Centre College faculty share life stories
RELEASED: Mar. 29, 2001
DANVILLE, KY - Charles Vahlkamp was standing in the yard outside his fraternity house in Nashville. The Vanderbilt student was watching the famous Sputnik launch.
An amazing moment for anyone to witness. On that evening in 1957 the plight of history was changed when the Soviet Union launched the world's first artificial satellite-an event that marked the start of the space age and the U.S.-U.S.S.R space race.
But it changed Vahlkamp's life in a manner that he couldn't have imagined.
Because of the launch, the U.S. Government created the National Defense Education Act, which provided full graduate stipends for those in the sciences and foreign language. And because of that, Vahlkamp became a French professor, which he has taught at Centre College since 1967. He's lived and studied in France, and led groups to study there.
This is just one of the "Life Stories" told recently at Weisiger Theater in the Norton Center for the Arts. "Life Stories" is an annual event sponsored by the Centre Chapter of Omicron Delta Kappa (ODK), a national leadership organization. Aside from Dr. Vahlkamp, Centre faculty Dr. Lori Hartmann-Mahmud and Judith Pointer also spoke.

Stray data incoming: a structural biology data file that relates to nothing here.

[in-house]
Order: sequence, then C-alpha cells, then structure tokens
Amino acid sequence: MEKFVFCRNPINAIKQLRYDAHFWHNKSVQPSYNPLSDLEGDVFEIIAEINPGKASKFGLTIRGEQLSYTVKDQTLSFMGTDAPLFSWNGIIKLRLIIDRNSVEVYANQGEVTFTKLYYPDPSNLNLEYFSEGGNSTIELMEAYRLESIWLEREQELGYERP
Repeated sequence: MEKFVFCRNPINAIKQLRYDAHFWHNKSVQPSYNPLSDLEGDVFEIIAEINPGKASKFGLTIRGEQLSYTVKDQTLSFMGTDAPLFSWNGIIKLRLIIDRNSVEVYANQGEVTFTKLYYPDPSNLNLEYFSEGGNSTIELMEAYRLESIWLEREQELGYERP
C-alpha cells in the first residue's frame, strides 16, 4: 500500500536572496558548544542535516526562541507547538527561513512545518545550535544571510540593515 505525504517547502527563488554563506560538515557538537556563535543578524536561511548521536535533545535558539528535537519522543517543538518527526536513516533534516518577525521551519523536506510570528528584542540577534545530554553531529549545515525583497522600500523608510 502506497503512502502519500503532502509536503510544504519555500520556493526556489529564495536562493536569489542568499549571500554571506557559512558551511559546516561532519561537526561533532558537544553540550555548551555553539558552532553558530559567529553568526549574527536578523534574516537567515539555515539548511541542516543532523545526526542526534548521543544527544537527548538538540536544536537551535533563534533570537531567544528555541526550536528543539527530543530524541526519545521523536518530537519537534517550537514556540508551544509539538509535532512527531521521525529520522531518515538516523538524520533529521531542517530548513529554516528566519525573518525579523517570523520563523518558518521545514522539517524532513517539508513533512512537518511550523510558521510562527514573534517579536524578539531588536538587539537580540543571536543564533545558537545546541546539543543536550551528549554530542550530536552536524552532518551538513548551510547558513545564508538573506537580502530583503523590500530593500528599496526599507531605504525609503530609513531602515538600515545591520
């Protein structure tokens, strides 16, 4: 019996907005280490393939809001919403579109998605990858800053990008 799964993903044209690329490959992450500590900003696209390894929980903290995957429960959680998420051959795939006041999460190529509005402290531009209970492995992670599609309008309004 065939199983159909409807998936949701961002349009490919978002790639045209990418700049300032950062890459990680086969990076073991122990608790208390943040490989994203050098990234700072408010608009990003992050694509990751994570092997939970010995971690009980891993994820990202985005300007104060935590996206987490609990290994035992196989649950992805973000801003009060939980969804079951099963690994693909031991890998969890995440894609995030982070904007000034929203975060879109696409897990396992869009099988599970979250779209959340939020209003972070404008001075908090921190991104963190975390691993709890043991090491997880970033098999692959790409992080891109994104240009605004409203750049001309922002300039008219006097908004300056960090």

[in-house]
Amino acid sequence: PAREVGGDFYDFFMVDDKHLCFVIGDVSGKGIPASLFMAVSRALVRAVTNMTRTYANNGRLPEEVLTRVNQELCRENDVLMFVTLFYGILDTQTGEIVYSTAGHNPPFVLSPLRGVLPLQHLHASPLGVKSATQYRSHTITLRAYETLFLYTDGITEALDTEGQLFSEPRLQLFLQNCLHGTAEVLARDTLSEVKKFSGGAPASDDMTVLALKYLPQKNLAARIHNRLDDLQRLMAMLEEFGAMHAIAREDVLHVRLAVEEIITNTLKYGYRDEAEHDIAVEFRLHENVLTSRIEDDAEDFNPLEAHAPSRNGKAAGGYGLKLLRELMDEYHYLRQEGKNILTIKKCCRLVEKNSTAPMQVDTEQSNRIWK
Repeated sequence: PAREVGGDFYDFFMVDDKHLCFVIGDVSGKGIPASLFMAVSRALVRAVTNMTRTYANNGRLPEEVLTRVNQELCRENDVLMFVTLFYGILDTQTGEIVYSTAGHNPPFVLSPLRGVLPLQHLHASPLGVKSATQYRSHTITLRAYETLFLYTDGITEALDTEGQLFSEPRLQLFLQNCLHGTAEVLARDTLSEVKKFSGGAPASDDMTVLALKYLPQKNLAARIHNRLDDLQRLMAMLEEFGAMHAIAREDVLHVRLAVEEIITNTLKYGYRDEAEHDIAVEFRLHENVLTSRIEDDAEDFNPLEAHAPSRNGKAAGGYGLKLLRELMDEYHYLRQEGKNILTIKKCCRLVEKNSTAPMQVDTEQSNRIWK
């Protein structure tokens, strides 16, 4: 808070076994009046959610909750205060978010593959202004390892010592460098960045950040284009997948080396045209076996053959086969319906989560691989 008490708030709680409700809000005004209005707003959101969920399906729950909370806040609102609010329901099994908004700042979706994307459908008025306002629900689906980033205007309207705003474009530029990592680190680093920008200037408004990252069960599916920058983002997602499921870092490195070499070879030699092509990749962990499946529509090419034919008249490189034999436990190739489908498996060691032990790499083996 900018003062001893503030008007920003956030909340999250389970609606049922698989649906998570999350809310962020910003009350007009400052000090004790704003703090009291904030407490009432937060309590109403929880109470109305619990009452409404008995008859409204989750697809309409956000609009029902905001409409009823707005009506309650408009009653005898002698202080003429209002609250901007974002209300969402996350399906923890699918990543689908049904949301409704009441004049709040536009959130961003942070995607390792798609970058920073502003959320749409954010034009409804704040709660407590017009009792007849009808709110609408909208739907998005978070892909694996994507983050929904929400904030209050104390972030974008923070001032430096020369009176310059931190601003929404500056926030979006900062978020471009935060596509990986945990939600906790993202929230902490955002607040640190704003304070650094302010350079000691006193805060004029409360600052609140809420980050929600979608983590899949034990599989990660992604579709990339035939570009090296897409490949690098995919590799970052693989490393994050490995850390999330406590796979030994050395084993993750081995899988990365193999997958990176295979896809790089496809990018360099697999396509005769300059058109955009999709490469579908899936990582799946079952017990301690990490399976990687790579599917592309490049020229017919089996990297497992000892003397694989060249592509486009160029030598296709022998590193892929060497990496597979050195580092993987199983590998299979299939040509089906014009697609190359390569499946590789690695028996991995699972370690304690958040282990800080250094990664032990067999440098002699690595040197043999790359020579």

Hartmann-Mahmud, a visiting assistant professor of government, talked about how the road less traveled is sometimes the best one to take. From swimming across Lake Michigan to raise money for cancer research, to joining her high school marching band, to trips to West Africa as a member of the Peace Corps-doing things that some don't see as desirable have been big learning experiences and fun, she says.
And like Vahlkamp, Hartmann-Mahmud and Pointer stressed that being able to adapt is important. Vahlkamp was in the hotel business before becoming a French professor. Hartmann-Mahmud originally worked for a company where she did computer programming. Pointer, a visiting assistant professor of art, was a biology major at first. She also had several occupations, including being a secretary and a physical therapy assistant.
Each speaker talked about finding the courage to set out on new journeys and try new things.
"I loved just walking up and down the streets looking at houses at dusk," Pointer said, "and I would just fantasize about painting those houses. But I was too shy to set up an easel. I see students here setting up easels on Lexington Avenue or Broadway. And I wanted to do that so badly but couldn't. I was just petrified at being a bad artist. But I don't know, I had a rich art life in my head. I finally got up enough courage to apply to graduate school. So I knowingly went to graduate school taking out loans, but I trusted my intuition that that was the place I needed to go."
To learn more about these Centre faculty members, go to Centre's faculty web page at http://www.centre.edu/web/academic/faculty/faculty.html
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